S3: Yeah. Or I’ll just wear the T-shirt that I have. That’s a photo collage of Leonardo DiCaprio facial hair there that would work to.
S1: We hope you’ve enjoyed the show. If you have, please consider signing up for Slate plus Slate. Plus members get benefits like zero ads on any Slate podcast bonus episodes of shows like Slow Burn and Dear Prudence. And you’ll be supporting the work we do here on working. It’s only 35 dollars the first year and you can get a free 2B trial now at Slate Dotcom. Such working.
S4: Plus, thank you so much to Brenda for being our guest and Cameron for being our delightful producer. We’ll be back next week for a conversation between June Thomas and the scrapbooking entrepreneur Allie Edwards. Until then, get back to work.
S3: Hi, sleepless listeners. Isaac Butler here, we are so grateful to you for your subscription and for supporting everything we do here working. So we have a little special treat for you. Here is a brief conversation between Brenda myself, talking about some of her favorite costume designs. Hope you enjoy it. Thanks for listening.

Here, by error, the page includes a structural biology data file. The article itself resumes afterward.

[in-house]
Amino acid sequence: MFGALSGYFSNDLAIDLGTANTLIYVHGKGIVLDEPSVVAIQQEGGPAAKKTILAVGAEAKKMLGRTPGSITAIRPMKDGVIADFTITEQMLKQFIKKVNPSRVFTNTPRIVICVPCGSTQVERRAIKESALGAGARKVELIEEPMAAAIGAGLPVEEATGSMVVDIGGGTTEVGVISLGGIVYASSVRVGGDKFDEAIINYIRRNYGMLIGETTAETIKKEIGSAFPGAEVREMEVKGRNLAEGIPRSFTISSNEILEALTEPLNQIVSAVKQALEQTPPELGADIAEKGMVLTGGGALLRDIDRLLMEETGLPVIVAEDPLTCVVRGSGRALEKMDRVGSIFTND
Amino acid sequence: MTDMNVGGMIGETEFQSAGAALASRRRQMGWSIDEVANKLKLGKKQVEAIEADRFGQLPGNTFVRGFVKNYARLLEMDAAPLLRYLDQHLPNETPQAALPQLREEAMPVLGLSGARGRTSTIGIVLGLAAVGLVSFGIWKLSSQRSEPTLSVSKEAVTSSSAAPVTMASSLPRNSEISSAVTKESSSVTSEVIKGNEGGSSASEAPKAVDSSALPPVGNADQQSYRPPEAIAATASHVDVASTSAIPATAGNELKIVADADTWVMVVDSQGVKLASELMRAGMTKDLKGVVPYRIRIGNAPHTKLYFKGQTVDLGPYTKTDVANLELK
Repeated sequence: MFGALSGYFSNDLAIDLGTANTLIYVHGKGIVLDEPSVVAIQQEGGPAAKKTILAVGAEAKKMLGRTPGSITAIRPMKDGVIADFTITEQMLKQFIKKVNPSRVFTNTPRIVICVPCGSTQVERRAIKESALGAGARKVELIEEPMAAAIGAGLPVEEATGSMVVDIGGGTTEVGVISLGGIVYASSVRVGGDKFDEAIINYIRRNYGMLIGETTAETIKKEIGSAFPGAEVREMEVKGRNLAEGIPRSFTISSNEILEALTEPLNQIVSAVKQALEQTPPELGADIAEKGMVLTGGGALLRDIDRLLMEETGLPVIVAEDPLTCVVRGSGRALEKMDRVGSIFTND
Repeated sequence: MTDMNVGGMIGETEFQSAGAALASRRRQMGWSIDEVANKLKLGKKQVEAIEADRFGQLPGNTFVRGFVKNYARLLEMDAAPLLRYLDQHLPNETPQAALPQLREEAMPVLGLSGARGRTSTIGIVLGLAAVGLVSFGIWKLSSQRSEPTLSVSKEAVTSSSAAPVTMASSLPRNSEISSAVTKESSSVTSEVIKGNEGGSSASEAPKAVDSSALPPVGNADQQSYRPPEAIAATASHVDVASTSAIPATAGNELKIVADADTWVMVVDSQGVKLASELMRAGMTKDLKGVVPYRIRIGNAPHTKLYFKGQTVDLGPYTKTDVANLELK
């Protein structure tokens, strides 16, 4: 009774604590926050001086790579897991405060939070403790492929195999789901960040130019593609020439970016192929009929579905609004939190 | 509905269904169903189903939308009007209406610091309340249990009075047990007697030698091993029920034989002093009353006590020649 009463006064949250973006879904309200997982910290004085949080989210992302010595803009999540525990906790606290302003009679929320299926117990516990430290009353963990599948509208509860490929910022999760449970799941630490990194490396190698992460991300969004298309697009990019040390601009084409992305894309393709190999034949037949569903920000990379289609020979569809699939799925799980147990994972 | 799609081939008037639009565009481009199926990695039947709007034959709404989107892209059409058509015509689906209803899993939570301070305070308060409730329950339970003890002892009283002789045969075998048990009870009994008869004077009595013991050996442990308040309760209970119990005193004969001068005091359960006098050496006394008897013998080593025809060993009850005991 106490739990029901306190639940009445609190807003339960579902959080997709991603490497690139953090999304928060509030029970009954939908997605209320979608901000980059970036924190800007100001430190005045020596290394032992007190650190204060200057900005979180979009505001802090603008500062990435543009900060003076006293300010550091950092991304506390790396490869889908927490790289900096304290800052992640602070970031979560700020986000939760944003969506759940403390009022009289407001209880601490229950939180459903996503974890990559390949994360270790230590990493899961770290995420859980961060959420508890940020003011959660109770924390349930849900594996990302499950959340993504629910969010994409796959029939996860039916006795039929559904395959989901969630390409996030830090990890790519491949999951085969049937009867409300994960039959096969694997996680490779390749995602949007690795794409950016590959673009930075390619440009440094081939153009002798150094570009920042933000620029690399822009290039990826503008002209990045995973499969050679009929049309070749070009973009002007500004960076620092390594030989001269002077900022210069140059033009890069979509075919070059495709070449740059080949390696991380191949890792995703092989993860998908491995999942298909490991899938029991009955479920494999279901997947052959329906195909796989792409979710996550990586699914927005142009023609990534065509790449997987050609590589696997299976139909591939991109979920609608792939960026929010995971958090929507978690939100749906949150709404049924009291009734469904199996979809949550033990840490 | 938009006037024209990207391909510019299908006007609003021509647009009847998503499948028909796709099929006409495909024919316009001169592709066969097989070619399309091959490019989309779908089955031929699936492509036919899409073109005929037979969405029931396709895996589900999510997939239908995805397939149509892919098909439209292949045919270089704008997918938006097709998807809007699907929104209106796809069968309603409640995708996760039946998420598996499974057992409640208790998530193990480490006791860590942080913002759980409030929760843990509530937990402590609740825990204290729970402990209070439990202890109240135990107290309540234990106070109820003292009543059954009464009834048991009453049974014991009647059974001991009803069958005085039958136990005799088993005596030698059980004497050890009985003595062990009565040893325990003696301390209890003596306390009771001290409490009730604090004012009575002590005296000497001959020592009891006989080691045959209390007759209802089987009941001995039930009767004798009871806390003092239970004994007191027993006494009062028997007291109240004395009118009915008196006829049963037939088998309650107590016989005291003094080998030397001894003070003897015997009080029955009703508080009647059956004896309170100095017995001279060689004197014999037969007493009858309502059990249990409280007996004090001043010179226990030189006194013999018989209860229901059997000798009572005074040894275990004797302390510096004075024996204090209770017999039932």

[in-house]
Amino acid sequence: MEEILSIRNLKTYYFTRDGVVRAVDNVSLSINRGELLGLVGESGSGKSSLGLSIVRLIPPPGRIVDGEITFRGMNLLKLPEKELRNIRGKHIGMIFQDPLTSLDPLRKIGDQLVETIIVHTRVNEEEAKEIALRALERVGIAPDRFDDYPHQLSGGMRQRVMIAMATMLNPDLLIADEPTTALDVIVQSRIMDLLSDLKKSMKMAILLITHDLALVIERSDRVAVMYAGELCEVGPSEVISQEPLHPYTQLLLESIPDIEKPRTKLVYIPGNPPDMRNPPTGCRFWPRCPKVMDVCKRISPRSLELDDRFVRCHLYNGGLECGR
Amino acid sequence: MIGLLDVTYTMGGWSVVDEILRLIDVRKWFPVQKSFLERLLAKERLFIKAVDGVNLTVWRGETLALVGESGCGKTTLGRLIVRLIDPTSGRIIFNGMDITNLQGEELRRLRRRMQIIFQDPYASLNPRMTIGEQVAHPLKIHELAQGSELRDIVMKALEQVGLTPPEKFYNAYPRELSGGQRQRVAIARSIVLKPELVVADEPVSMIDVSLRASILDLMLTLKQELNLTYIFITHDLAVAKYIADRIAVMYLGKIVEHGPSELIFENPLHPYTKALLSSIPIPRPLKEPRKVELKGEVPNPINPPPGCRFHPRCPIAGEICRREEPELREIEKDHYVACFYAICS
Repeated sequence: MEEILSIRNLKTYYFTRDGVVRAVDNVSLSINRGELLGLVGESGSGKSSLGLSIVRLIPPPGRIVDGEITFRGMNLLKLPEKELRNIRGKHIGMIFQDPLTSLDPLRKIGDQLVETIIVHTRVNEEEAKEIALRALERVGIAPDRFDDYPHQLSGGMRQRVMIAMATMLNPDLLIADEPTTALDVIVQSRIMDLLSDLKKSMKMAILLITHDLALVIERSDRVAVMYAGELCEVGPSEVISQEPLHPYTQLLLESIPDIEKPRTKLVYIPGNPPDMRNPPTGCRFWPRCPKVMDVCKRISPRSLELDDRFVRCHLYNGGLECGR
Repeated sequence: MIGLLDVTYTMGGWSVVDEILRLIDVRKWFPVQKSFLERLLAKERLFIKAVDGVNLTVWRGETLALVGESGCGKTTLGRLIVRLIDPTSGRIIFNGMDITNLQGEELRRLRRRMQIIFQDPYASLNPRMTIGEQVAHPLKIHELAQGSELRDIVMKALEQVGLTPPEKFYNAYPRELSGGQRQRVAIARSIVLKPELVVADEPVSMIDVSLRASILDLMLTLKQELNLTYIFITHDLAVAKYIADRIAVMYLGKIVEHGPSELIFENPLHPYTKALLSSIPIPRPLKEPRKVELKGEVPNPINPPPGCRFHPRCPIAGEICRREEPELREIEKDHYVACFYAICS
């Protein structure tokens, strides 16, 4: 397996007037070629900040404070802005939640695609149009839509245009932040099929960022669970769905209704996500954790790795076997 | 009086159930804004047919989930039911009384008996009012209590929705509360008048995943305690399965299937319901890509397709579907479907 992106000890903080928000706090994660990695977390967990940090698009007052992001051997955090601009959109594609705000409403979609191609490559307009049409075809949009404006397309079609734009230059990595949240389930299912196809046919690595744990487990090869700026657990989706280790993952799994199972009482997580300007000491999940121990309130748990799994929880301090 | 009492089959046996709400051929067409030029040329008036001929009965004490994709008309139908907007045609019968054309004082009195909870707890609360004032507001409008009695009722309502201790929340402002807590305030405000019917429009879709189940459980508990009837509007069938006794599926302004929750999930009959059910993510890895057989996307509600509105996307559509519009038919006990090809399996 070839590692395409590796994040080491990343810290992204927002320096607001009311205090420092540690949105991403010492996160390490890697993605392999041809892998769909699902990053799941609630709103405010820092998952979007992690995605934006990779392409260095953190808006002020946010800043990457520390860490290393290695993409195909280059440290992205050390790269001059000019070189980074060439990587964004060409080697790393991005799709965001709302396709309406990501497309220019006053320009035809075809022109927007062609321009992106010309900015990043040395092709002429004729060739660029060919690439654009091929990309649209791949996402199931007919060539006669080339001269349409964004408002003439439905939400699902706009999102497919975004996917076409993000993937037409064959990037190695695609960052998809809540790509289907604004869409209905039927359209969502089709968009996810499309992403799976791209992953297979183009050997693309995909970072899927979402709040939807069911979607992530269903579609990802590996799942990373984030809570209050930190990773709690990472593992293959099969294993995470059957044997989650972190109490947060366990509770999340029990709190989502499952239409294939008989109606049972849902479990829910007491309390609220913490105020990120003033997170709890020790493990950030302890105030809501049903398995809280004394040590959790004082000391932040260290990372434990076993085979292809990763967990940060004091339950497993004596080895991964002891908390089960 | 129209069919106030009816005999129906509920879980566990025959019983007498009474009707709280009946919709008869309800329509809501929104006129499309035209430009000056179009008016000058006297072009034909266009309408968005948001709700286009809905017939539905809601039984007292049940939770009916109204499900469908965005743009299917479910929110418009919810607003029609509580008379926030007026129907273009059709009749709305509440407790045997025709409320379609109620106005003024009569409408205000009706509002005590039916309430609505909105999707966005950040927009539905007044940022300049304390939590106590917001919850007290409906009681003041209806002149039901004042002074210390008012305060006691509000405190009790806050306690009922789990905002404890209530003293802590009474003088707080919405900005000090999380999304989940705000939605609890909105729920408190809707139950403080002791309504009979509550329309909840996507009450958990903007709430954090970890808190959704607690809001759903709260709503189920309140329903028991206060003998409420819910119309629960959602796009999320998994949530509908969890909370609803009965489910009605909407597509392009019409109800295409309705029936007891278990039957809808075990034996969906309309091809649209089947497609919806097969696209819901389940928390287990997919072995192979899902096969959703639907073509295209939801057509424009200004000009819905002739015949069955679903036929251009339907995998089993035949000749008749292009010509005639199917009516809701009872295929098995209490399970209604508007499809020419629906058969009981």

S4: So now is the time in our program where we like to talk about other people’s work, about work that’s been influential to you, that you really admire, and you and I talked a little bit about this before the interview, and you brought up two things that are so that they think of as so different from one another that I’m really curious to talk to you about. The first one is the film Black Panther, and it’s and it’s Afro futurist kind of maximalist costume design. But then on the other side, you talked about the French new wave, which I think of as the sort of least ostentatious of costume design, 100 hundred percent maybe. Let’s start with Black Panther, because I think, you know what what is it that so impressed you or that you took away from looking at the the work in that movie?